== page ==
BEIJING (Reuters) - China's Foreign Ministry expressed serious concern on Friday after the Philippines said it would resume repair and reconstruction works on disputed islands in the South China Sea, saying Manila was infringing on Chinese sovereignty.
The Philippines had halted activities last year over concerns about the effect on an international arbitration complaint filed against China.
Manila called on all countries last October to stop construction work on small islands and reefs in the South China Sea, most of which is claimed by China.
China itself is undertaking massive reclamation works in the area, while Taiwan, Malaysia and Vietnam have also been improving their facilities.
Chinese Foreign Ministry spokeswoman Hua Chunying said it was "seriously concerned" by the remarks by Philippine Foreign Minister Albert del Rosario.
"On the one hand the Philippines makes unreasonable criticism about China's normal building activities on its own isles, and on the other announces it will resume repairs on an airport, runway and other illegal constructions on China's Spratly Islands, which it illegally occupies," Hua said.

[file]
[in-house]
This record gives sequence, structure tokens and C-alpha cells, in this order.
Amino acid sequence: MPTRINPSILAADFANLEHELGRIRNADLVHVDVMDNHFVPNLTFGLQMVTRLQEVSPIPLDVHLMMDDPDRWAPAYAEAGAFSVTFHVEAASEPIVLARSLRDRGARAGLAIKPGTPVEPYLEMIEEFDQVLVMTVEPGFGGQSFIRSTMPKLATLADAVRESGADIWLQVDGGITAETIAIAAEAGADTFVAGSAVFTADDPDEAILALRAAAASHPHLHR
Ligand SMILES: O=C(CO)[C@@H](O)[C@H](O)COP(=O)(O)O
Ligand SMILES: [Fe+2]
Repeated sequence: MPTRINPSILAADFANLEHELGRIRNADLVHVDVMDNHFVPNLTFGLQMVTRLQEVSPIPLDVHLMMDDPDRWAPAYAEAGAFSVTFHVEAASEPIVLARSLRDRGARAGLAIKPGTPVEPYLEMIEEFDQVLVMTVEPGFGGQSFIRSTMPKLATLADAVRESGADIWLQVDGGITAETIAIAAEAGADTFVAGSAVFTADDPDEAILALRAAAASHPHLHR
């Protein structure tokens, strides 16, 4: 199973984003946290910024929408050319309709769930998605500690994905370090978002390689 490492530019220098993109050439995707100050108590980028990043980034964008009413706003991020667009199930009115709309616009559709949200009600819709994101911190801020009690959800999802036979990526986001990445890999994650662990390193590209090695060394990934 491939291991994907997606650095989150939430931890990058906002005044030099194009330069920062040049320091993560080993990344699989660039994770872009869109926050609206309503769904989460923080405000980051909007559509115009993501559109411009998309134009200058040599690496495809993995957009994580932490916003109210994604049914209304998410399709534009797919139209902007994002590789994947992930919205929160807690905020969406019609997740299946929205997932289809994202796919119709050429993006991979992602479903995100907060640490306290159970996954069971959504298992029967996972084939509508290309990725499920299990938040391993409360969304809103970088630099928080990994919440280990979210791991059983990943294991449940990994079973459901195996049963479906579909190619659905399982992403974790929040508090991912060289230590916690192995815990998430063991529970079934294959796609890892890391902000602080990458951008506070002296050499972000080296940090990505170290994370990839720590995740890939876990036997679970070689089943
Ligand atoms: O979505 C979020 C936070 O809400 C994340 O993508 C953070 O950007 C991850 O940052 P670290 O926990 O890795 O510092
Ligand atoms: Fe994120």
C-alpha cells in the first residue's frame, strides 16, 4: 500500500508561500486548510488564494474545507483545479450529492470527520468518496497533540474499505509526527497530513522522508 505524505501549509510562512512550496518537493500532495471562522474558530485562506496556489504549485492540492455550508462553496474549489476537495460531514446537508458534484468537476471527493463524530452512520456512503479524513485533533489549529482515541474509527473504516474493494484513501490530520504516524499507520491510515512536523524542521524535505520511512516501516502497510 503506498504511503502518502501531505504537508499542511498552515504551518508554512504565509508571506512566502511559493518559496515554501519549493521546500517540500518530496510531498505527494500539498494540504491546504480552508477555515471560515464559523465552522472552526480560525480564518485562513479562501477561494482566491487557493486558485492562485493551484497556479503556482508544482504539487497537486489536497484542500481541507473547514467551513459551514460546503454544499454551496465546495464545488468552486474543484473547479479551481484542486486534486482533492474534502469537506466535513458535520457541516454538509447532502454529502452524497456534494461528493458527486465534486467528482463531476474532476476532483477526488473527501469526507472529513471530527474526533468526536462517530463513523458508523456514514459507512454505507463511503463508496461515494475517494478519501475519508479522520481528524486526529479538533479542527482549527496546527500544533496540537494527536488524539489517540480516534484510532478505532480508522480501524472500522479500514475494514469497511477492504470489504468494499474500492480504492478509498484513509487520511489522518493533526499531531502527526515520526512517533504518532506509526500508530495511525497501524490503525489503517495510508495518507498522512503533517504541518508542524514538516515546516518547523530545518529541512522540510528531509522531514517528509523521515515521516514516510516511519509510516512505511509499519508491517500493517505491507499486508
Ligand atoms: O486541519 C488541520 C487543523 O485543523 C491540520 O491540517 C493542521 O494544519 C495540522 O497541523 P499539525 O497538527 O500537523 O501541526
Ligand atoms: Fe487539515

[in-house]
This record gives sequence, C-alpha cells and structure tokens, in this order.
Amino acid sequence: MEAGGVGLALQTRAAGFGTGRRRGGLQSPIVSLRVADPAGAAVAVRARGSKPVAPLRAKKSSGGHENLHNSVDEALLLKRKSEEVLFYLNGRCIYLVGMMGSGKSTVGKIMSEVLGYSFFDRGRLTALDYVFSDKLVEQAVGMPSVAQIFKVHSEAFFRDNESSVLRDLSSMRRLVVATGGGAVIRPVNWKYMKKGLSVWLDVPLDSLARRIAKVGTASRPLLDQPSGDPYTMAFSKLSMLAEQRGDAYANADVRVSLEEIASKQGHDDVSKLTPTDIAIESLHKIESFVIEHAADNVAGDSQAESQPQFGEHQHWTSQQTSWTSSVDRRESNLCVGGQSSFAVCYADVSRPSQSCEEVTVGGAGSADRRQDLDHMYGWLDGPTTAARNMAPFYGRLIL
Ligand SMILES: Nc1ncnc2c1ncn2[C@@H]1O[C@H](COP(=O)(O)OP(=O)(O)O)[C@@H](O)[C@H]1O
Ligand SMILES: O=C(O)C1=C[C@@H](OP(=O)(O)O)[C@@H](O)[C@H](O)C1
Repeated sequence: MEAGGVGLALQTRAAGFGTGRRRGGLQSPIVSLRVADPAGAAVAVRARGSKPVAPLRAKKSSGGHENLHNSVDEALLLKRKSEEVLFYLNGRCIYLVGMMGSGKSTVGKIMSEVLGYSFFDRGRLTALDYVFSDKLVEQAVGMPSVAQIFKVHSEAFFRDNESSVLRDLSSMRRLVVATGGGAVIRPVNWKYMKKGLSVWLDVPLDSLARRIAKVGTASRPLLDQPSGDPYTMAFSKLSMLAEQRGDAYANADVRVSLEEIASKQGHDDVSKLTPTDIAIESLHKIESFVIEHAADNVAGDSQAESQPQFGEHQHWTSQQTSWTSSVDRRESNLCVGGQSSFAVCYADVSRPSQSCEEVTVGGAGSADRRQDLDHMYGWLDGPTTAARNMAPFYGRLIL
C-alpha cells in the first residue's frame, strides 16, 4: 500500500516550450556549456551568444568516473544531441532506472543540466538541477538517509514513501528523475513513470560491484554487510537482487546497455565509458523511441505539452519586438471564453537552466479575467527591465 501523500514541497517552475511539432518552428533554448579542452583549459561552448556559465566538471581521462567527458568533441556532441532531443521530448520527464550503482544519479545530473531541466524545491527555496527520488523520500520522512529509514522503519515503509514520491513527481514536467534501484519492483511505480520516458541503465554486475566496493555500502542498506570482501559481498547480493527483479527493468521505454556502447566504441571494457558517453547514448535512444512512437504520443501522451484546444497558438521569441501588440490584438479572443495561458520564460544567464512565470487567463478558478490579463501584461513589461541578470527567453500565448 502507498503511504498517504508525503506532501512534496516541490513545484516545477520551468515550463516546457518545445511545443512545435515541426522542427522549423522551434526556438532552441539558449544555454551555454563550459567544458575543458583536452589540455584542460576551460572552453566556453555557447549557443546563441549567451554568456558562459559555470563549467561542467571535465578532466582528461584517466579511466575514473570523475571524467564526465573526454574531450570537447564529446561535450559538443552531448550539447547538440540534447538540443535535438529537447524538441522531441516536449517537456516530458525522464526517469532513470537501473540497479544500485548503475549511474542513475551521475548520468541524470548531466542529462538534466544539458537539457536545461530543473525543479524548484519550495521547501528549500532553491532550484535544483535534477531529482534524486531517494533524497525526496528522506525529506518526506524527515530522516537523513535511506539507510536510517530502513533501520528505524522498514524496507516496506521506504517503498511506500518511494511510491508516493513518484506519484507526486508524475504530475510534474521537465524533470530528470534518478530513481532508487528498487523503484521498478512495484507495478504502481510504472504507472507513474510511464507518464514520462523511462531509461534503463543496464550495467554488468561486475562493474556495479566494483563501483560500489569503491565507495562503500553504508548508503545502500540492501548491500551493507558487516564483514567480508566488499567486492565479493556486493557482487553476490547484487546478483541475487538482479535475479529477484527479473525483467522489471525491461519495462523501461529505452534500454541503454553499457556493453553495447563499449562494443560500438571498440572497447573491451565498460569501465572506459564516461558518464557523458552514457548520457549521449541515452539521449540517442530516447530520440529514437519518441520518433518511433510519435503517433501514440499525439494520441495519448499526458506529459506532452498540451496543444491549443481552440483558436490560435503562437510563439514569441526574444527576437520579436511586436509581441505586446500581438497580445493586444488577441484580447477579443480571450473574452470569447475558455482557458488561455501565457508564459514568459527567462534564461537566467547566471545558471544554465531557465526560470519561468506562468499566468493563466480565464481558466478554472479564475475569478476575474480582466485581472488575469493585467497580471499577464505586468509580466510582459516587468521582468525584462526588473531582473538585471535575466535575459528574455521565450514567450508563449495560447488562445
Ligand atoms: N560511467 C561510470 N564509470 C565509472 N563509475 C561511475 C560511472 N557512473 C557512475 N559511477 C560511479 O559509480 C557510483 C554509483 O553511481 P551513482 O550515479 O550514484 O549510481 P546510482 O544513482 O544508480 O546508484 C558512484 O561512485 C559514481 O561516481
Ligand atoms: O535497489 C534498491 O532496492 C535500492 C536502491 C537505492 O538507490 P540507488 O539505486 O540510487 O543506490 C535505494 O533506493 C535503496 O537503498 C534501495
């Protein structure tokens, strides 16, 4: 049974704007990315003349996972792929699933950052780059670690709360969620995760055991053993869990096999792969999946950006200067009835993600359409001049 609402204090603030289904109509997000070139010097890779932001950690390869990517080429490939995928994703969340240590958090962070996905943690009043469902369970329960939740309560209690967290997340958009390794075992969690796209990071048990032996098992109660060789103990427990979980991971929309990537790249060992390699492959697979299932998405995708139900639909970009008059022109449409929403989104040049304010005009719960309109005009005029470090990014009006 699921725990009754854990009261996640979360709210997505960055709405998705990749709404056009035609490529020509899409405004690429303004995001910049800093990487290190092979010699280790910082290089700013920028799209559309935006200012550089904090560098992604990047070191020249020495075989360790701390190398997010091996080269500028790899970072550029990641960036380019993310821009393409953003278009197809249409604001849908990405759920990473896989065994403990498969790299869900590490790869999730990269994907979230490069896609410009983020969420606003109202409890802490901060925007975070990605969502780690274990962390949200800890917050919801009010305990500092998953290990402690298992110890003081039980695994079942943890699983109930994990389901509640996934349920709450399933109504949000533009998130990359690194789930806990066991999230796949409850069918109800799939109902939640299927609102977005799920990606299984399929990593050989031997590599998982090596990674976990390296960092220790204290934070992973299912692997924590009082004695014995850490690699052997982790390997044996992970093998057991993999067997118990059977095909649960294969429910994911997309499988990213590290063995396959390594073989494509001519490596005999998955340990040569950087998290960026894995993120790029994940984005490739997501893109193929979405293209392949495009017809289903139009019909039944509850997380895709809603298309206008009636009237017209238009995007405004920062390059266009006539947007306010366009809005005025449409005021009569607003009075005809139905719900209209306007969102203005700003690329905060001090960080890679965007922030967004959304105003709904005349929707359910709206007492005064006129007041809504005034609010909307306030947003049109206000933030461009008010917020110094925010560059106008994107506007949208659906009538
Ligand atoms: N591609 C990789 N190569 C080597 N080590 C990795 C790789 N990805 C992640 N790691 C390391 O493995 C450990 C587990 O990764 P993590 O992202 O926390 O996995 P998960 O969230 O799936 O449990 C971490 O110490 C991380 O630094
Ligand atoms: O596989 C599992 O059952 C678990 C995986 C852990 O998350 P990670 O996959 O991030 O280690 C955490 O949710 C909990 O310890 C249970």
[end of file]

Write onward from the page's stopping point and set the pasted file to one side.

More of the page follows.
"This is not only a series infringement of China's sovereignty, but it also exposes the Philippines' hypocrisy," she told a daily news briefing, calling on the Philippines to withdraw from the islands.
The Philippines foreign ministry said the works, including repairs to an airstrip, did not violate an informal code of conduct in the South China Sea because they would not alter the status quo in the disputed area. The 2002 code was signed by China and 10 Southeast Asian states in Phnom Penh.
In 2013, Manila filed an arbitration case at The Hague questioning the maritime boundaries claimed by Beijing. Del Rosario said Manila expects a decision in February next year.
Hua repeated that China would not participate in the case.
China claims almost the entire sea, believed to have huge deposits of oil and gas. Brunei, Malaysia, the Philippines, Vietnam and Taiwan also claim the area, where about $5 trillion of seaborne trade pass every year.
(Reporting by Ben Blanchard; Editing by Simon Cameron-Moore)